20 “FUNCTION” = outcome, result, purpose, consequence

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22 Only 2 Basic Functions Pos Reinf Neg Reinf Existing aversive condition identified

23 Ingram, Lewis-Palmer, & Sugai, 2005

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29 Consider response chains Predictable sequence of behaviors Possibly different functions at beginning & end of chains

30 Ex1. Behavior Chain

31 Ex2. Behavior Chain

32 When Sequoia misses her 12:30 medication & teachers present multiple task demands, she makes negative self-statements & writes profane language on her assignments. Teaching staff typically send her to the office with a discipline referral for being disrespectful. Setting eventAntecedentResponseConsequence Misses 12:30 medication Teachers make multiple task demands Sequoia makes negative self- statements & writes profane language Teacher sends Sequoia to office for being disrespectful What function? Avoid difficult tasks

33 Behavior Support Elements Problem Behavior Functional Assessment Intervention & Support Plan Fidelity of Implementation Impact on Behavior & Lifestyle *Response class *Routine analysis *Hypothesis statement *Alternative behaviors *Competing behavior analysis *Contextual fit *Strengths, preferences, & lifestyle outcomes *Evidence-based interventions *Implementation support *Data plan *Continuous improvement *Sustainability plan Team-based Behavior competence

34 Setting eventAntecedentResponseConsequence Caesar is teased several times about his hair by his friends before class His teacher stares at his hair in class Caesar asks his teacher what she’s staring at His teacher sends him to in-school detention Caesar has dyed his hair three colors & is teased several times by his friends before class. When he enters the class, his teacher stares at his hair. Caesar immediately says “what are you staring at?” His teacher immediately sends him to in-school detention. What function? Escape adult & peer attention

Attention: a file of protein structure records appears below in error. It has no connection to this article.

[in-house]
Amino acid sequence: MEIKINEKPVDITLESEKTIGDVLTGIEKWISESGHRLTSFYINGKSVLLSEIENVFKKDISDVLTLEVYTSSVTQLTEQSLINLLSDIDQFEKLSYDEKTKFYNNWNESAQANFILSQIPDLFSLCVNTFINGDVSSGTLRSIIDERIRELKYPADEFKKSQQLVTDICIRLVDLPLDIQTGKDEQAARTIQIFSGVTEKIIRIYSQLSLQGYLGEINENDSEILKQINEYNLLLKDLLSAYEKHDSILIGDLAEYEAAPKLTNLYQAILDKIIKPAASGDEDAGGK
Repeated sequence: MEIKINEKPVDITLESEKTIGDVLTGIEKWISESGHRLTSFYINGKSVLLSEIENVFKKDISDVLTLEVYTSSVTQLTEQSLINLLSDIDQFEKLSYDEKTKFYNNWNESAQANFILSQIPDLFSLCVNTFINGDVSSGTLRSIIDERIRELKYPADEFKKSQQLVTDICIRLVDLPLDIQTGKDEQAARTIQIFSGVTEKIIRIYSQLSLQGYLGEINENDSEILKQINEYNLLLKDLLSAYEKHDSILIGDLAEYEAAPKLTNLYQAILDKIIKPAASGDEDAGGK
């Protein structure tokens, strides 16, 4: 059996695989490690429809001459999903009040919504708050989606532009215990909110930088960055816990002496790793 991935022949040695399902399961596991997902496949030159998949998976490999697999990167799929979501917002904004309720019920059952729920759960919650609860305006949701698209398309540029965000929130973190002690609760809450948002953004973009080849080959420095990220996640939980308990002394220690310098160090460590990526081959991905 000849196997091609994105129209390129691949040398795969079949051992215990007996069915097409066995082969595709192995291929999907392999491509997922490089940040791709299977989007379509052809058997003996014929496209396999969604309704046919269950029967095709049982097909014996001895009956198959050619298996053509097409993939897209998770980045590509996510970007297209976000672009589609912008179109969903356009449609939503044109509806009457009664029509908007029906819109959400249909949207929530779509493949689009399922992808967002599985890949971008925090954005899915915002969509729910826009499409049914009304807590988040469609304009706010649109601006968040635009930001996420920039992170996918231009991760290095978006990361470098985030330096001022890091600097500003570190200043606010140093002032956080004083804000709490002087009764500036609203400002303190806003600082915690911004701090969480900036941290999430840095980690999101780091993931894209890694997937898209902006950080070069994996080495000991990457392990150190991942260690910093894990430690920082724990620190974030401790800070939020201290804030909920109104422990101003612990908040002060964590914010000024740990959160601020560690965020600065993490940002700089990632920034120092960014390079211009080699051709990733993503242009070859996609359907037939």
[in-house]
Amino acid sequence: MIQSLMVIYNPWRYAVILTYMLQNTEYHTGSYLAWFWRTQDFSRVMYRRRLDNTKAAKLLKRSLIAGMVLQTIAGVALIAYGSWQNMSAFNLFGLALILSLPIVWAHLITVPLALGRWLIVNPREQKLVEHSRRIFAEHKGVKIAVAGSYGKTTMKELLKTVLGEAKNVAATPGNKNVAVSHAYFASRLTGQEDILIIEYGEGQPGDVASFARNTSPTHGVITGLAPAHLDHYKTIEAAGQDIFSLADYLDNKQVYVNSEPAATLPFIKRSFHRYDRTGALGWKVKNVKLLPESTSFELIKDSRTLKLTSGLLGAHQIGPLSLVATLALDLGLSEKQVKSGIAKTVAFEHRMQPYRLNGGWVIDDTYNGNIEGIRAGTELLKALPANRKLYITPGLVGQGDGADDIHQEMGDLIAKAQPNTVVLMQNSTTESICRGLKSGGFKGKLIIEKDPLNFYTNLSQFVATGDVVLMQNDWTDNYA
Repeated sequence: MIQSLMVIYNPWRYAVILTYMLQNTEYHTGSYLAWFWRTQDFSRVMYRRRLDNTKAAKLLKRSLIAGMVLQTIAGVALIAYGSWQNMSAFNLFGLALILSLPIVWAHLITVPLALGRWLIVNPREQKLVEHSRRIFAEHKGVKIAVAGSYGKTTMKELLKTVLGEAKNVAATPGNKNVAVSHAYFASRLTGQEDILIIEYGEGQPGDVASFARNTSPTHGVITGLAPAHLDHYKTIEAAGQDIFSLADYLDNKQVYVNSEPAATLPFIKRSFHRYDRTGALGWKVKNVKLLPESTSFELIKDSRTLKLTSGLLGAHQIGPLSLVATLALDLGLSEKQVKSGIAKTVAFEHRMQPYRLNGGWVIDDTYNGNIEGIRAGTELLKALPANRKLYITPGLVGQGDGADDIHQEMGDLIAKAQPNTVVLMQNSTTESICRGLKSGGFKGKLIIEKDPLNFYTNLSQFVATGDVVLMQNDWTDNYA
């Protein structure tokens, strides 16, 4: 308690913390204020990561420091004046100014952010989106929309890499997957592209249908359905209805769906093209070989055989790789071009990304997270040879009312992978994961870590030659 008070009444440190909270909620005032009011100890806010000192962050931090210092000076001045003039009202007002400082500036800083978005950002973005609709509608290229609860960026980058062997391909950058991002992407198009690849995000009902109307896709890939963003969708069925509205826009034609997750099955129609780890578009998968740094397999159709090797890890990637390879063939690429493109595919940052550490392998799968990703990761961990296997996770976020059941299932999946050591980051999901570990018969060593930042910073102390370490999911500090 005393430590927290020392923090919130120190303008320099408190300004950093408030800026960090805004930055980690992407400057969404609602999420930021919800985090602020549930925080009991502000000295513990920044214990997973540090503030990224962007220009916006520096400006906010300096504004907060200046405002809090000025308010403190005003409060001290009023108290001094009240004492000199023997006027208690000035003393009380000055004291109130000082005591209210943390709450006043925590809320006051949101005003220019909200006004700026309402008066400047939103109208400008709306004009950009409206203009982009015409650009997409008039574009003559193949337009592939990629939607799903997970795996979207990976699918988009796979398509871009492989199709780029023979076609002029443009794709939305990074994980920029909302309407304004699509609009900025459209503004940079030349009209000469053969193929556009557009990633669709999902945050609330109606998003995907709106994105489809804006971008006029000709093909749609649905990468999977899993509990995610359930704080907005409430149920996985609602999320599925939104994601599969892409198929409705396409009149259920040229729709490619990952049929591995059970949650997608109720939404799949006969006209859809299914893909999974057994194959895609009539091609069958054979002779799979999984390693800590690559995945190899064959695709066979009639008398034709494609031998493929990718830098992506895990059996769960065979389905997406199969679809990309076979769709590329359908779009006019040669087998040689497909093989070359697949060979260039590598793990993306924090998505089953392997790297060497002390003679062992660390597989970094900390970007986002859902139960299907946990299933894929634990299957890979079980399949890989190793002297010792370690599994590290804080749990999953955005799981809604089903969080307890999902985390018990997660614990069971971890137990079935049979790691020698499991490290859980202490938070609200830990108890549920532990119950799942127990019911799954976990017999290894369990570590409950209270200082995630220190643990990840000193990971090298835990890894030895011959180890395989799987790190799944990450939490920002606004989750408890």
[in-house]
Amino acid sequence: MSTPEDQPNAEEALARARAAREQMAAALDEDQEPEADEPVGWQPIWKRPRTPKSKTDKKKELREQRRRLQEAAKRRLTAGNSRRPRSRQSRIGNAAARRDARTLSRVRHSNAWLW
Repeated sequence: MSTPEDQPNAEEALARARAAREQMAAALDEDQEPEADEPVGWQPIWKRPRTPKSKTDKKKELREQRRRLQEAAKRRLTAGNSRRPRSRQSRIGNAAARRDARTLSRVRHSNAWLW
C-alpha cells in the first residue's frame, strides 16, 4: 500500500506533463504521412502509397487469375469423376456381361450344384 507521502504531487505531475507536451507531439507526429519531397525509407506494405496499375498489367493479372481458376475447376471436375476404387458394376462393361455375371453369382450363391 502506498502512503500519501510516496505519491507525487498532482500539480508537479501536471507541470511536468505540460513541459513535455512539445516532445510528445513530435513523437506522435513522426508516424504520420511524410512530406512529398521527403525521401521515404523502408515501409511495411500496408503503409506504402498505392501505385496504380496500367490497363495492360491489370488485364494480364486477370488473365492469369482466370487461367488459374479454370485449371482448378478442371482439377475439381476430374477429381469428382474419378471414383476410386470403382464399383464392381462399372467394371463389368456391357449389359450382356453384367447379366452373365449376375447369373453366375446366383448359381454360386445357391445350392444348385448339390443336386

35 Setting eventAntecedentResponseConsequence Cleo is new to the 6th grade, & English is her second language. When another student approaches & says something to her in English, Cleo turns away. The other student walks away. This happens several times during the day. New studentStudent approaches & speaks in English Cleo turns away Other student walks away What function? Escape peer attention

36 Setting eventAntecedentResponseConsequence When his teacher asks him what the capitol city of a country is, Napoleon gives the correct answers. His teacher praises his correct answer, & tells him he may work by himself or a friend on the rest of the assignment. None Teacher asks what capitol city of country is Napoleon give correct answer Teacher gives verbal praise & time to work with a friend What function? Access peer & adult attention

37 Setting eventAntecedentResponseConsequence As Veloce is walking, other kids look at him & say “what’s up?” He looks back and says: “Who ya lookin’ at?!” “Ya want some of this?!” “Ya talkin’ to me?!” Kids shake their heads & all him “weirdo.” ??Look at him. “What’s up!” “Who ya lookin’ at?” “Ya want Some?” “Ya talkin’ to me? Kids shake heads & call him “weirdo” What function? Access OR escape peer attention? How do you know? Assess?

38 TE is “best guess.” What if testable hypothesis is incomplete or inaccurate?

39 TE1 for Hillary: "When Hillary sits next to Bill, Hillary whispers in his ear. Bill laughs." Test manipulation? –Put Al in Bill’s seat. Effect: –Hillary whispers in Al’s ear. Develop new TE!

40 TE2: “When Hillary sits next to boys, she whispers in their ears. The boys laugh.” Test manipulation? –Put Monica in Bill’s seat. Effect: –Hillary does not whisper.

41 Avoid explanatory fictions Restatement of problem & not measurable (-) She’s aggressive because she’s angry (+) When she is teased about her looks & family, she uses profanity & hits until the teasing stops.

42 Avoid explanatory fictions Not measurable or testable (-) He’s emotionally disturbed (+) When he is with peers, he talks about hurting them & himself.

43 “Petunia” Problem: Petunia is in 9th grade & very inattentive. In class, she is forever inattentive, distractible, off-task, & bothering others. Explanatory fiction: Petunia has ADHD & conduct disorders Testable hypothesis: Petunia works on each assignment for about 2 minutes, answers before presentation of questions are completed, asks other students for help, & gets out of her seat 12 times per 30 min. period.

44 “Rhus” Problem: Rhus is an 11th grader with autism. He’s high functioning but is hated by his peers. When he gets frustrated, he screams & bites his hand. Explanatory fiction: Rhus has Fragile X & is emotionally disturbed Testable hypothesis: Rhus has verbal skills to describe his situation, but if presented with difficult academic work & short timelines, he screams until teachers help him. If peers tease him, he bites his hand, & the teasing stops.